fibers in sticks and grasses don’t easily break down into fuel. Moreover, “some investors find it extremely risky, perhaps even cost-prohibitive, to provide financial backing to cellulosic biofuel plants,” which are three times more expensive to build than corn-ethanol factories, the Congressional Research Service reported in January. In October, the National Research Council concluded that the mandate to produce 16 billion gallons of cellulosic biofuel is “unlikely to be met by 2022.” The Environmental Protection Agency has lowered the production expectations for cellulosic biofuel to just 8.65 million gallons this year. And two months later, Congress let a biofuel tax credit expire. Calls for the government to stop subsidizing biofuel have
been especially loud after the Navy announced in December that it is paying $12 million for 450,000 gallons of biofuel, with an undisclosed sum going to Solazyme under a subcontract. Critics contend the price is three to nearly four times what the Navy normally pays for fuel. Some conservative commentators have complained that Solazyme — which also received a nearly $22 million grant from the U.S. Department of Energy in 2009 — only got the contracts because one of its advisers, T.J. Glauthier, also served as an energy adviser to President Barack Obama’s White House transition team. During a congressional hearing last month, Sen. John
Biofuel, page 8
World Tai Chi day aT The UniversiTy of MeMphis
and very excited,” Dasgupta said. “It is an honor. I don’t really have any words to explain the joy I have.” For winning the award, he will receive a $25,000 check from The University that he said is already spent. “It will be spent, mostly, for my kids’ education,” he said. “I have two daughters, one is in her second year at Northwestern University and the other is in the tenth grade. Their education is my top priority.” Dan Poje, assistant vice provost, said a committee selects the recipient each year. “They look for outstanding research not only at The University, but other outside organizations as well,” he said. “They search for a high quality of highly recognized work over an extended period of time.” After the convocation, the faculty will remain in their regalia and convene in the Ned McWherter Library for a reception. The faculty processional dates back to medieval times around the inception of European higher education. Poje said he will wear a black robe, black Chevrons on his sleeves and blue. While Poje will be wearing black and blue to represent The University as his alma mater, others will wear various colors to represent the schools they came from. “I got my doctorate from The University, but you may see some people in bright pink robes, some orange ones and a lot of other colors,” Poje said. Harbor said students should come out to view the march, which is similar to the one the faculty does on graduation day. “Students should witness this at least once in their college years,” she said. “It’s a day to honor the faculty and it’s quite impressive.”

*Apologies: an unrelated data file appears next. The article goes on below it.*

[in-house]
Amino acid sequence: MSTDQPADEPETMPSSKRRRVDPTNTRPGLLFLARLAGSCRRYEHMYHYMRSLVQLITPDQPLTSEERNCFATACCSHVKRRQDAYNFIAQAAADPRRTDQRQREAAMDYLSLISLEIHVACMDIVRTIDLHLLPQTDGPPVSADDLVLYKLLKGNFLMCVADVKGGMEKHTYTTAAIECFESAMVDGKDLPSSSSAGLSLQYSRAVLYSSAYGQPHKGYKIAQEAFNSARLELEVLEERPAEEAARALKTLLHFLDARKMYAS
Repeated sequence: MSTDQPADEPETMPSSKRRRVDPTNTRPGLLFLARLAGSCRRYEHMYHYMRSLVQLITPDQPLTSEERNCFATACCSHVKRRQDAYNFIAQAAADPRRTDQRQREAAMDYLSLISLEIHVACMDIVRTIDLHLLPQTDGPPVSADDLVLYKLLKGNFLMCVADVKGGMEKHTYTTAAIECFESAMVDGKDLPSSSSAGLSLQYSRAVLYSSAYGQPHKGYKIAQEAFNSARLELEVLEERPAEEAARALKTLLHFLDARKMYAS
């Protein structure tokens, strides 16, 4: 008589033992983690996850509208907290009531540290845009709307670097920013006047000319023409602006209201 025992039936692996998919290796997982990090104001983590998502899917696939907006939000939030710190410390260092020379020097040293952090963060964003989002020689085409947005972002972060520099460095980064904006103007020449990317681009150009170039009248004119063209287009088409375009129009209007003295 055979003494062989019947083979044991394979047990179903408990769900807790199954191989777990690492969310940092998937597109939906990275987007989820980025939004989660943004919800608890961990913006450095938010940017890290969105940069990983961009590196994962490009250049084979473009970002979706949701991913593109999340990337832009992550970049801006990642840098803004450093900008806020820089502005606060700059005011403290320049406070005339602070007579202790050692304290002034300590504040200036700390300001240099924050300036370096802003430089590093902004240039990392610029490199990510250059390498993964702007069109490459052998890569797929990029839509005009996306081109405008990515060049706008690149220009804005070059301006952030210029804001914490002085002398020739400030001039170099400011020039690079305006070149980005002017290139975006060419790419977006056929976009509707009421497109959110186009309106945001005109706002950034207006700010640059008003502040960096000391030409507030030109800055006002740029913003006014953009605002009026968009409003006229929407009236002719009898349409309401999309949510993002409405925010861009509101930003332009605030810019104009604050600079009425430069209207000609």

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Saturday, April 28 • 10 - 11:30 a.m. The Ellipse (behind McWherter Library) (If inclement weather: Elma Roane Fieldhouse, Room 250)
Free & Open to Everyone Sponsored by the Confucius Institute at the University of Memphis, The Department of Health and Sport Science and The Martial Arts/Self Defense Association For more information, contact Michael Coplon at (845) 664-3682, email: email@example.com or Dr. Yuhua Li at 678-2311, email firstname.lastname@example.org
6 • Friday, April 20, 2012
How do you stand out from the crowd? by Christina Holloway
“I dress up as Batman and asked, ‘Where is Harvey Dent?’”
“My personality. I’m short, I’m lovable and I talk to people I don’t even know. If the wall had a mouth, I’d talk to the wall.”
“The effort I put into things, my optimism.”
“Last semester, my friend and I put our Halloween costumes on a week before Halloween and walked around campus.”
“Crack jokes, make people laugh.”
— Wyatt Slade, Psychology freshman
— Travis Butler, Biology senior
— Jose Magana, Foreign language sophomore
— Brandon Oldham, Undecided freshman
— Joshua Booker, Criminal justice sophomore
Family fun on campus BY ERICA HORTON News Reporter
After University of Memphis alumni and students welcome the new time capsule and bronze sculpture of TOM the Tiger to campus today, they can come back to campus Saturday to have turkey legs, funnel cakes and snow cones
at the Spring Fling Carnival. The unveiling of the TOM brass sculpture will take place at 1 p.m. today. David Alan Clark, the sculptor who also fashioned the rescue statue in Tom Lee Park in downtown Memphis, designed the statue. In the base of the statue, which houses four containers
for the time capsule, there will be several objects that represent the year 2012, including an iPad complete with charger, money and videos. The unveiling is free and open to the public. The carnival, hosted by the Student Activities Council, is free to alumni, family of alumni and U of M students with a